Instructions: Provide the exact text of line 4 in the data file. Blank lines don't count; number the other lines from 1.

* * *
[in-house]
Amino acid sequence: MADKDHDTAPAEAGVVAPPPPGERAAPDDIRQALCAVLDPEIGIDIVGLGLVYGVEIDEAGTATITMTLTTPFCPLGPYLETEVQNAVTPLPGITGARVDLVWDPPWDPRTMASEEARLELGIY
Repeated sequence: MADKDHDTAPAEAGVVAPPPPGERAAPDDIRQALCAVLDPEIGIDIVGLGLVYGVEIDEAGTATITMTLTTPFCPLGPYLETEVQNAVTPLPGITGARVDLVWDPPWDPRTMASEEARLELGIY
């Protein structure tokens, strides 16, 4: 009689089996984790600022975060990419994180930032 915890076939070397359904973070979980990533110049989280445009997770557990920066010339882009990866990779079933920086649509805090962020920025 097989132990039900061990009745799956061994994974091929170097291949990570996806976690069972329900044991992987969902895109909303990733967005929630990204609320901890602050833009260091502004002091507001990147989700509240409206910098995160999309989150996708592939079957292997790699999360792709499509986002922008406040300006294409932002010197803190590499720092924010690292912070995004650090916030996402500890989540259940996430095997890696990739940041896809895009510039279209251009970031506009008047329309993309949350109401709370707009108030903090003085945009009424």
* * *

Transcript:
């Protein structure tokens, strides 16, 4: 009689089996984790600022975060990419994180930032 915890076939070397359904973070979980990533110049989280445009997770557990920066010339882009990866990779079933920086649509805090962020920025 097989132990039900061990009745799956061994994974091929170097291949990570996806976690069972329900044991992987969902895109909303990733967005929630990204609320901890602050833009260091502004002091507001990147989700509240409206910098995160999309989150996708592939079957292997790699999360792709499509986002922008406040300006294409932002010197803190590499720092924010690292912070995004650090916030996402500890989540259940996430095997890696990739940041896809895009510039279209251009970031506009008047329309993309949350109401709370707009108030903090003085945009009424």